All hearts are ugly. Only God can cleanse our hearts. I need God's love. I need to learn how to love other people with ugly hearts, the way God loves me with my ugly heart.

Father, Teach me.

4 comments:

Anna said...

Thank you for sharing your story here and in chapel. My husband and I worked as missionaries at a Christian training school for Native American's entering into the ministry.
When we arrived, we were automatically considered white dominent Americans and not accepted by the native population. We felt very discriminated against because of our skin color, rather than our hearts for Christ and His ministry to the world. The school had Chapel 3 times a week. It took a long time before we were asked to 'lead' worship. It was that experience along with many years of humble prayer and service that proved our loyalty to Christ and His teachings.
Acceptance is not our 'right' in this world, only in God's kingdom. I pray you will find strength in Christ, and a humbleness of heart. God will use you to His glory.
I'm sorry for the hurtful words and ugly hearts that have touched you so deeply. Christ certainly felt that sense of betrayal at the Garden of Gethsemane when he asked his disciples to stay awake with him and pray, in the early hours before he faced the cross. He pleaded with the Father to take the burden away, if it be His will. It was not.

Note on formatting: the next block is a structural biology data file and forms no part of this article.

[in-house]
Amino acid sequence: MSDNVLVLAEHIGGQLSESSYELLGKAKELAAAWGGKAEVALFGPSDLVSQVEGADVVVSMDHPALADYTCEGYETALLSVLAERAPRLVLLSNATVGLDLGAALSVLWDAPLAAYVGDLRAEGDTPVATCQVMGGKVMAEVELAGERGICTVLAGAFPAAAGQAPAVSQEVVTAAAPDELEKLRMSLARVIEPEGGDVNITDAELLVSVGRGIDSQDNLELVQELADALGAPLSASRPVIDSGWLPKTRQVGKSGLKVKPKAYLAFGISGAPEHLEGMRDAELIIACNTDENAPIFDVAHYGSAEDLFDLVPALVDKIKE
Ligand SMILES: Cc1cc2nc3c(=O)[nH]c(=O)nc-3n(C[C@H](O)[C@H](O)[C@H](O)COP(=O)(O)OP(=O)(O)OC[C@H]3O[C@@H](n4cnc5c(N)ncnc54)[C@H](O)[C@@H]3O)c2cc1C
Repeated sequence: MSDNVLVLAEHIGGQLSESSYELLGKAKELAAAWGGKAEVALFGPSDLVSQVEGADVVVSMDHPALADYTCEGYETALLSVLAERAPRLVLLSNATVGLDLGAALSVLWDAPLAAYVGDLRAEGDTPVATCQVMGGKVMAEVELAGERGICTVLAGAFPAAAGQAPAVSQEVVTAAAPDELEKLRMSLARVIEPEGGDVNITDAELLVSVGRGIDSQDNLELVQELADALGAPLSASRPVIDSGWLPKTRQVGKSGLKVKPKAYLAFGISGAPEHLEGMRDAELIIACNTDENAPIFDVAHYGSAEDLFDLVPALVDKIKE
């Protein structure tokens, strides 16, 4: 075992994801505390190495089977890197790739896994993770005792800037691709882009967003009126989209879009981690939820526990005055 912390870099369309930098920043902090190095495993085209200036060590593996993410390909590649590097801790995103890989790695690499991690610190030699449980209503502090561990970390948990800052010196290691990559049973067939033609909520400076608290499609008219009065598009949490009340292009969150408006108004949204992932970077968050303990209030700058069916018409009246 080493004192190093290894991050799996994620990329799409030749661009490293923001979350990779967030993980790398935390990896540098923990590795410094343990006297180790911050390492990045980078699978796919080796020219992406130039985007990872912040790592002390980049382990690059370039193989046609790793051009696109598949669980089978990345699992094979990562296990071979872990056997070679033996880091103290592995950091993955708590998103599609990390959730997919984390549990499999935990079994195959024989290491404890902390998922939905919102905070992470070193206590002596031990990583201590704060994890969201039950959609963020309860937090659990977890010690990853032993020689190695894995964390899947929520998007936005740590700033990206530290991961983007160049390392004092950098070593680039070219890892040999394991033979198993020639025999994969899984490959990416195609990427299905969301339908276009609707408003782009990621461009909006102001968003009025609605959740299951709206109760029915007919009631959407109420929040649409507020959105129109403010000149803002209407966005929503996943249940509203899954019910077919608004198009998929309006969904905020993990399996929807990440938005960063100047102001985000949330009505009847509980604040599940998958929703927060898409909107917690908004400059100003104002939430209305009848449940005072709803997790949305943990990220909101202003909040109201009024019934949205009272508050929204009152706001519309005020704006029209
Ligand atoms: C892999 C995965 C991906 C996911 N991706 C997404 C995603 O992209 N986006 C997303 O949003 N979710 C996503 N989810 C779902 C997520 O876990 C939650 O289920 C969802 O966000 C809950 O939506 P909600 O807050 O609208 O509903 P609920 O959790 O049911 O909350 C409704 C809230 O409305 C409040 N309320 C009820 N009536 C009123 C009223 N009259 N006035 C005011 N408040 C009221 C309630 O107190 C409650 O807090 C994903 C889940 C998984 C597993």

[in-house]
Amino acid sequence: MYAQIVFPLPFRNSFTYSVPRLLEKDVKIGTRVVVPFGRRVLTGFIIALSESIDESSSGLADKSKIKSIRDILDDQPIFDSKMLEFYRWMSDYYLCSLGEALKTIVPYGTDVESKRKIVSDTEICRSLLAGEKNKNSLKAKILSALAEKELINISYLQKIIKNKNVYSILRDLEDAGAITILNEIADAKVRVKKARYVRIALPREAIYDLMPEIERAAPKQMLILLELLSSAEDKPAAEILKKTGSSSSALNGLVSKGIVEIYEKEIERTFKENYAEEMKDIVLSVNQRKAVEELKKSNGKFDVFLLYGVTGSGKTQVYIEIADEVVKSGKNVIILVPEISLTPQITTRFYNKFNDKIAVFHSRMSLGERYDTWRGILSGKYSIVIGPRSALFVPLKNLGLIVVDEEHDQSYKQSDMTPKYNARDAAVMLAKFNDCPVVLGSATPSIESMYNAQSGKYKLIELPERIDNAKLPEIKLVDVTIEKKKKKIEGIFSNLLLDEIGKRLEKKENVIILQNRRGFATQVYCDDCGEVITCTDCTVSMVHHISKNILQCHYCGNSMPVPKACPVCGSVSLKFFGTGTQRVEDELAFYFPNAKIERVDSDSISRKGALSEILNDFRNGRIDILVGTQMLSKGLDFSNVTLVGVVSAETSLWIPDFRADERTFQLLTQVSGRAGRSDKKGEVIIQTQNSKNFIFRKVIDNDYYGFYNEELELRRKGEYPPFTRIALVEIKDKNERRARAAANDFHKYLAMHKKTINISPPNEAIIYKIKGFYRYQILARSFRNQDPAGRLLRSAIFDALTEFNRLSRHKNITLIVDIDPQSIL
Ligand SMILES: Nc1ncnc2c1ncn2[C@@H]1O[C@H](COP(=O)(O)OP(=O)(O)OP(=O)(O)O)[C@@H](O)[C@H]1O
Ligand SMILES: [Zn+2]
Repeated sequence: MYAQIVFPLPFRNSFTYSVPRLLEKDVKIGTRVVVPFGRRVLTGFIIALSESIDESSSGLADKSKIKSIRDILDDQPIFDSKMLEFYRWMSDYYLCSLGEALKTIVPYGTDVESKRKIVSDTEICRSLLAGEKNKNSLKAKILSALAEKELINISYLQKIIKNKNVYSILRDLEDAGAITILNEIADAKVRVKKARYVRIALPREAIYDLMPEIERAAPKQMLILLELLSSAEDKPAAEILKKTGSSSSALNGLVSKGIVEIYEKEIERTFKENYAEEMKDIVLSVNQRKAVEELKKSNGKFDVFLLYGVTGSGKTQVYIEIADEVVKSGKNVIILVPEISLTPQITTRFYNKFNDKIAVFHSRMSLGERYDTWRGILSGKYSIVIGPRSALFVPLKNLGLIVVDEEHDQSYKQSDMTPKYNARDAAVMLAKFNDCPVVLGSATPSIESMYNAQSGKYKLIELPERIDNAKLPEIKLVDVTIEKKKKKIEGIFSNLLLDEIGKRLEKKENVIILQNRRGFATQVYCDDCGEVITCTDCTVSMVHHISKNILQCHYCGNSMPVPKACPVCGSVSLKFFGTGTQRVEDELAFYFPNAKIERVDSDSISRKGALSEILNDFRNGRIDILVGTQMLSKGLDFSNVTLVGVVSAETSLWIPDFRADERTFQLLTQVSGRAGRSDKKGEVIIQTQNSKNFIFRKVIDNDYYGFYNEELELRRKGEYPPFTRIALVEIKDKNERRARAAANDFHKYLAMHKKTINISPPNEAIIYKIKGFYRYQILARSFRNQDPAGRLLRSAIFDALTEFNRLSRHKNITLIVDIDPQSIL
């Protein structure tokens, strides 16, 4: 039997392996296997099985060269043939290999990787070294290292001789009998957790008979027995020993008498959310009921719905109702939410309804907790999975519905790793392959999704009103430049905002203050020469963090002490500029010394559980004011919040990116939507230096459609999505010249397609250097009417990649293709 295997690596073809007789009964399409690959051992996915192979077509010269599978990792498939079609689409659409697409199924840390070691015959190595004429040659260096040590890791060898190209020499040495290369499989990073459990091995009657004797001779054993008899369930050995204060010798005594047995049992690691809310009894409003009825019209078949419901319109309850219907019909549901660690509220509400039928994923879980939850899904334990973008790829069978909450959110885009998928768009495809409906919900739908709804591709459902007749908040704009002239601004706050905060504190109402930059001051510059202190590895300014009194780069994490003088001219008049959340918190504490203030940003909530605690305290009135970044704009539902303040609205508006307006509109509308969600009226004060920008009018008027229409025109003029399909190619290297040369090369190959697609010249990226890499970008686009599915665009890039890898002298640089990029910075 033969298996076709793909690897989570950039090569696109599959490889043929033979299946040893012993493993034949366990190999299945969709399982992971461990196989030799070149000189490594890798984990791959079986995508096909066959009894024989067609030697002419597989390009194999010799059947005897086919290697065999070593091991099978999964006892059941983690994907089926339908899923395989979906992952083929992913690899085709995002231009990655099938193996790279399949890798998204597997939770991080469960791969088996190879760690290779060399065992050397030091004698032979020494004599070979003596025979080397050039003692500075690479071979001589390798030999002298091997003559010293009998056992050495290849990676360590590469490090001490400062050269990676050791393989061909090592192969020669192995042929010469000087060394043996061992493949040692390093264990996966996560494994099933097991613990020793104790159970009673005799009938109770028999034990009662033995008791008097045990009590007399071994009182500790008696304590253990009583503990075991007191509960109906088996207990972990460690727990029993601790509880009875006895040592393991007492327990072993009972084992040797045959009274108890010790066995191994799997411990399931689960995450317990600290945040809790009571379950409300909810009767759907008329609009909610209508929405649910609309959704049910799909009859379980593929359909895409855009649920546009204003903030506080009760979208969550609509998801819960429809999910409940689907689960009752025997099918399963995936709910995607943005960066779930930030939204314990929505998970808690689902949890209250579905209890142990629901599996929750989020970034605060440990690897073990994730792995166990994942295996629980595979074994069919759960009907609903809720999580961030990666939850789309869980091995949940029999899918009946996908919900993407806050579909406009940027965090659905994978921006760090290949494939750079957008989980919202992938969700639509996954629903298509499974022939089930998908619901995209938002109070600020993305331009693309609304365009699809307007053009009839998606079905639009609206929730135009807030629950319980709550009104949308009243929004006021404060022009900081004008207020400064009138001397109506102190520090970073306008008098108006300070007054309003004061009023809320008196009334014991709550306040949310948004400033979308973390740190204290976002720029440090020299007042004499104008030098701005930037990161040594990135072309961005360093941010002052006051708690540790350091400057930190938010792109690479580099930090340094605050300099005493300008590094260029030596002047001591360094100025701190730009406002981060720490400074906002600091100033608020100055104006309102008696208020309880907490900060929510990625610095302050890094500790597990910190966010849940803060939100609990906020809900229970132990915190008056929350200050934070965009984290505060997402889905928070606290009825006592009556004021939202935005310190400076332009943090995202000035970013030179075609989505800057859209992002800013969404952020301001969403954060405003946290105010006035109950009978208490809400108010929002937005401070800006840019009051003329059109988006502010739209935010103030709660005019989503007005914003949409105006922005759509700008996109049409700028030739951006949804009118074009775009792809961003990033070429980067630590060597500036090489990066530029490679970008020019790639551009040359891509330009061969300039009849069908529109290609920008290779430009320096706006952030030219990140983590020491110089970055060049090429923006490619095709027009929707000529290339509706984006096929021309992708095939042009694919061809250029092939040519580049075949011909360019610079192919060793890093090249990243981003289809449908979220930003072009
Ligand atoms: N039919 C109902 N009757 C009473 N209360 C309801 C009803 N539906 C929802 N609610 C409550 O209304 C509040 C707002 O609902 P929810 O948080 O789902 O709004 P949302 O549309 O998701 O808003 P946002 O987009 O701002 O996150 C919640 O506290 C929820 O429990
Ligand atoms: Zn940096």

We can only imagine the humbleness Christ felt in His heart when He faced death. I have to believe He knew the glory that would come from the pain.
Blessings to you this Holy Week. Rise up with Christ, on Easter and proclaim victory over evil. Christ rules in the hearts of his people.
Supportively,
Anna - a fellow sister in Christ

Mike and Tammy Riggs said...

I agree that it hurts very much, but your thoughtful analysis of the virus spreads when we react is very good. We are missionaries in Peru and live in an area where we are loved and appreciated by the believers but where there is also an indigenist movement that views all white people as a oppressors who steal from the poor, so the culture at large is against us. (Fortunately there are many Christians.)
I plan to share your blog with my 15 yo son, who is really struggling with these issues.
Your sister in Christ,
Tammy

Blue Kohaku said...

Thank you both for your encouraging words!

David Abbott said...

I've been away from my favorite blogs for a couple of weeks. So, I just found this. The story is very touching, but I don't have a missionary background to provide words of comfort. I only have this observation, which took me almost 50 years to articulate: When my reaction to an event is anger, I am (almost always) in the wrong. Therefore, the anger itself becomes an alarm-bell to stop and evaluate. Hoping someone can use this, and wishing all a wonderful Easter.